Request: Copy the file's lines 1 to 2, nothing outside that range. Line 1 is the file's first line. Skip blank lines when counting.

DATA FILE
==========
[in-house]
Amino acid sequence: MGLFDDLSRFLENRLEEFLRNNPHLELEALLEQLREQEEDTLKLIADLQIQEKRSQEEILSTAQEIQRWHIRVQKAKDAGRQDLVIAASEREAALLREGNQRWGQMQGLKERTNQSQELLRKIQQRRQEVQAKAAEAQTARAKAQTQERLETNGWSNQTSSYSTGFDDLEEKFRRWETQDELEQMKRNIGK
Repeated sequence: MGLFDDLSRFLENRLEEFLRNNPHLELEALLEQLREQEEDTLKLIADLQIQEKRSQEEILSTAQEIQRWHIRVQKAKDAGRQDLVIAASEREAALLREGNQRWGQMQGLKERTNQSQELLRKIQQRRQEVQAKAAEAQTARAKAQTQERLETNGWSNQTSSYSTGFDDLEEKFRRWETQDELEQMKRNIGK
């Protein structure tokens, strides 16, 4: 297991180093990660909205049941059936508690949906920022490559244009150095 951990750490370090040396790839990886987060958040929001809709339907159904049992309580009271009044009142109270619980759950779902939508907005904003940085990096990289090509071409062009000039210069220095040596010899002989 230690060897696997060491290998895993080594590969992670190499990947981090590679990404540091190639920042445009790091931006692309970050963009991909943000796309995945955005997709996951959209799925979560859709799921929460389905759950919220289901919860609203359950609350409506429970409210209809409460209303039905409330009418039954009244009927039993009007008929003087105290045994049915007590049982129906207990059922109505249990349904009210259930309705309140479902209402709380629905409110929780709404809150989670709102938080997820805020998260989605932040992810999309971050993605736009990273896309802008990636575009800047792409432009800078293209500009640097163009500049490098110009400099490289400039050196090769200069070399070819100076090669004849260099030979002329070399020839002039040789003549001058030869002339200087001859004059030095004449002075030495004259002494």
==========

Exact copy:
[in-house]
Amino acid sequence: MGLFDDLSRFLENRLEEFLRNNPHLELEALLEQLREQEEDTLKLIADLQIQEKRSQEEILSTAQEIQRWHIRVQKAKDAGRQDLVIAASEREAALLREGNQRWGQMQGLKERTNQSQELLRKIQQRRQEVQAKAAEAQTARAKAQTQERLETNGWSNQTSSYSTGFDDLEEKFRRWETQDELEQMKRNIGK